First email: The link pin of my RIA started drifting out just enough to make the barrel bind when removing for cleaning. I purchased a Storm Lake Stainless Semi Drop in Barrel as a replacement while the original barrel is in having the pin replaced. Anyway, interested in my first ever adventure in fitting a barrel to a 1911? (I’ll give away the ending: it’s a lot easier than I expected) . . .
Second email: No pics, as I wanted no evidence if I screwed up a $180.00 barrel. (purchased from Midway, I might add) 🙂
Yeah, I know, putting a Storm Lake barrel in a Rock Island Tactical is somewhat akin to putting a Porsche engine in an AMC Pacer, but, it was the cheapest barrel Midway had on hand at the time of purchase. My 1911 is my baby and I couldn’t stand being without it while the barrel is out being repaired.
Anyway, I used 320 grit emery cloth and 600 grit EZE-LAP Fine Grit Diamond Needle File Set to do the fitting. (available from Amazon as was the emery cloth) I also purchased a caliper and micrometer set for this job.
Not many people can say they have a “custom fitted” barrel in their 1911. Little do they know that what “custom fitting” really means is “making it up as I go along.”
I used a file to relieve a little material on the padeyes for the barrel link pin. (binding just slightly when put the barrel on the frame without the slide) I also relieved some material on the barrel that was impinging on the extractor. Wouldn’t allow the barrel to drop down far enough for the slide to move back. I also had to take material off the bottom of the barrel breach (used emery cloth and a file) so the barrel could drop down far enough to clear.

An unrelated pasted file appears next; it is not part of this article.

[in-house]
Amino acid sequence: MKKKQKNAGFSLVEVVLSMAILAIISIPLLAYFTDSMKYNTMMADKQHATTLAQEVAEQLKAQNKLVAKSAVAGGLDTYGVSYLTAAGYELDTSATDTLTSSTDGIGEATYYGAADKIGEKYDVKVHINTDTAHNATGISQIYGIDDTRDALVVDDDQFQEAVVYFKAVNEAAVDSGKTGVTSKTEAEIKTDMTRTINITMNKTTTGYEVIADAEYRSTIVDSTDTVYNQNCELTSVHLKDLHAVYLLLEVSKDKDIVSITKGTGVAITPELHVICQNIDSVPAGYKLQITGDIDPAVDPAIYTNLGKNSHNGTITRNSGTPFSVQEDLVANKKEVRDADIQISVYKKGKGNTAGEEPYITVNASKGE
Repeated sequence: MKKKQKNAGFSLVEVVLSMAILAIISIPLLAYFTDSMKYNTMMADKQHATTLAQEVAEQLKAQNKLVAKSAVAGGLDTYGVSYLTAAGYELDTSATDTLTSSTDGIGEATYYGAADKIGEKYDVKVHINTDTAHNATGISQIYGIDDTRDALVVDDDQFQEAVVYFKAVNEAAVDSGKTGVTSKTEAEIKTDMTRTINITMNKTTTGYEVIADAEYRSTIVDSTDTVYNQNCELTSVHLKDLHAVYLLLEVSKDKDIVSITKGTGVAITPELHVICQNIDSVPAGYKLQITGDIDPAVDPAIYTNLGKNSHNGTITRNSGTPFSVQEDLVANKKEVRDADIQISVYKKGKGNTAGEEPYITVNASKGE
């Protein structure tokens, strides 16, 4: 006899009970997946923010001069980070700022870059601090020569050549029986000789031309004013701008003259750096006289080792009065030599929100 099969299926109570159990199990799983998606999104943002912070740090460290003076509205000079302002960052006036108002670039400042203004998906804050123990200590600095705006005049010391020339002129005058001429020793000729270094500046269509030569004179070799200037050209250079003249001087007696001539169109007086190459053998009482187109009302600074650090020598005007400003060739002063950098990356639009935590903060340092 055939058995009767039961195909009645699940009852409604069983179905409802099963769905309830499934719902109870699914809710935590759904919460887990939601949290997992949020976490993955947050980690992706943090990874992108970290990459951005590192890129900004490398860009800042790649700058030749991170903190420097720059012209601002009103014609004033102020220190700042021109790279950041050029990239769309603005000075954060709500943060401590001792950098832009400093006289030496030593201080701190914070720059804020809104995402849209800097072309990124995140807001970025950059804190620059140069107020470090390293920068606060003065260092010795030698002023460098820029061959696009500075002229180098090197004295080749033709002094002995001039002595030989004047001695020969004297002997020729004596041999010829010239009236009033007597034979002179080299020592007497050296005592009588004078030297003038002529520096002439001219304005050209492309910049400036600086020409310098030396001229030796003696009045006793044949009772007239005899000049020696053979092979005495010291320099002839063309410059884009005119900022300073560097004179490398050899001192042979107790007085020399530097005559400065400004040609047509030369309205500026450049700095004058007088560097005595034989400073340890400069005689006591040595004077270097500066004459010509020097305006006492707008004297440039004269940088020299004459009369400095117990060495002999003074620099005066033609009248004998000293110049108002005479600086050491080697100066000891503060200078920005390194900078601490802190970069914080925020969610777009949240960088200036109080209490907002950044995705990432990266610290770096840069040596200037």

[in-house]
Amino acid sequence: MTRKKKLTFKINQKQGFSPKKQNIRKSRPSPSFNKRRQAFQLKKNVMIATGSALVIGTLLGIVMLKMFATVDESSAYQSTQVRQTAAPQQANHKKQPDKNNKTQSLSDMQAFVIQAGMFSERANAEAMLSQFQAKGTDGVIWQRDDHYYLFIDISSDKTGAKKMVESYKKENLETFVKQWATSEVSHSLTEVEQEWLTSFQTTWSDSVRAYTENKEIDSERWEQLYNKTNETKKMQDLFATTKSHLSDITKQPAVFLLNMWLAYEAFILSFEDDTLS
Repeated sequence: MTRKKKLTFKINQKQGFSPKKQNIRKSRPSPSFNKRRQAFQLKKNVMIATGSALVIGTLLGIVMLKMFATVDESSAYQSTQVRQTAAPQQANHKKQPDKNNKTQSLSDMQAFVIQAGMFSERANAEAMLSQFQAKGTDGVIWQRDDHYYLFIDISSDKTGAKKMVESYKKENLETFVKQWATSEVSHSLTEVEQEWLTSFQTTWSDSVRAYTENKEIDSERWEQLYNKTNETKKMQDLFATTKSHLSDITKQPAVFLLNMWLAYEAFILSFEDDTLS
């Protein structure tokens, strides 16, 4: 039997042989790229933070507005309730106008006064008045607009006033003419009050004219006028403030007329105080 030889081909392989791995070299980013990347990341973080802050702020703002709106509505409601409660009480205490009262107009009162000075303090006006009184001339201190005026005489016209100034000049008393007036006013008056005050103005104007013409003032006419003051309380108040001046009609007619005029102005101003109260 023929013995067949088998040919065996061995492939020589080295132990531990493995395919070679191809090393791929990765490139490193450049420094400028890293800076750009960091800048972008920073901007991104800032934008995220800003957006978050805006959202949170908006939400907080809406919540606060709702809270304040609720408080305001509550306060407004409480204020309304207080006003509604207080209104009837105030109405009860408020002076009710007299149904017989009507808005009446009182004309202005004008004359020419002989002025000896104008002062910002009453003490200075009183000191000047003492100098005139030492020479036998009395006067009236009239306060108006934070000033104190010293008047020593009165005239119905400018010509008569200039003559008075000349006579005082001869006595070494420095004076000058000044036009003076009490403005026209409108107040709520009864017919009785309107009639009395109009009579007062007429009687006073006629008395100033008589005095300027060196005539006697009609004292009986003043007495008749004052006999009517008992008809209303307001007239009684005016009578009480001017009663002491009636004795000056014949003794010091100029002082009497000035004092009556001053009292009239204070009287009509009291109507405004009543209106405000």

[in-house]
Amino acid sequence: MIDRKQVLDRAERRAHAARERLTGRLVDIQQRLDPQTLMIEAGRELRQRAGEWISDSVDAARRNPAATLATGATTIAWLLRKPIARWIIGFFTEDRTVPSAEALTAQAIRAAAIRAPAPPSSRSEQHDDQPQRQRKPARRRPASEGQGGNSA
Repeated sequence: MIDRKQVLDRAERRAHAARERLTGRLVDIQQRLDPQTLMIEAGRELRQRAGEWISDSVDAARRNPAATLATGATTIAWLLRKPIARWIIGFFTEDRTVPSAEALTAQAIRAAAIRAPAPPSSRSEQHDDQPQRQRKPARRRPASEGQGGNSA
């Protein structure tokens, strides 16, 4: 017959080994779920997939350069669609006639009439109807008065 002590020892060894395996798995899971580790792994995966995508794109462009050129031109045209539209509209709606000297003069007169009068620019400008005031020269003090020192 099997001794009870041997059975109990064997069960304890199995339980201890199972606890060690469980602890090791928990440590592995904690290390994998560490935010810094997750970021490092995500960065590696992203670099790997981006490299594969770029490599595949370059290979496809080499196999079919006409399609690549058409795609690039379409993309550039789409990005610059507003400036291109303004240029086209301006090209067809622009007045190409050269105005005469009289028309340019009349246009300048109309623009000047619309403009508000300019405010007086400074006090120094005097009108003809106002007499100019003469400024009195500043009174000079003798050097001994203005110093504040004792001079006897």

I ran across some stuff on the internet that indicated chamber reaming was necessary when doing this kind of job. I dropped a round into my original barrel and checked how it sat and how easily the round fell out when I turned the barrel over. Did the same with the new barrel. Reaming didn’t seem necessary.
Went to the range and ran about 75 round down the barrel. Gun shot true, 1 failure to feed. (some moron didn’t seat the magazine properly when he was testing the gun) I had the gun looked at by someone with a bit more knowledge than I have before I shot it, and they thought the gun felt good, the slide was smooth, etc. Anyway, I took maybe a thousandth off the bottom of the breach and perhaps a bit more where the barrel was hitting the extractor.
Maybe my methods will give you a heart attack, but I swear, I compared the new barrel with the old constantly during the process. The gun is definitely tighter, but looks to be as reliable as it ever was. I’m not sure if I’ll get a “ye gods, what were you thinking” or a “good job” on this little adventure.
Third email: Broke out the camera and took a few photos. Let me know if you need anything clarified.
Fourth email: Update, I got the price of the barrel wrong. $159.00 excluding shipping.
Fifth email: A little more about me: I was a welder for better than 20 years. I also did some private metal design and installation work. I currently work as a network/server administrator. I mention my past, as I don’t want anyone mislead into thinking I just got up one day and decided to do some metalworking on a firearm.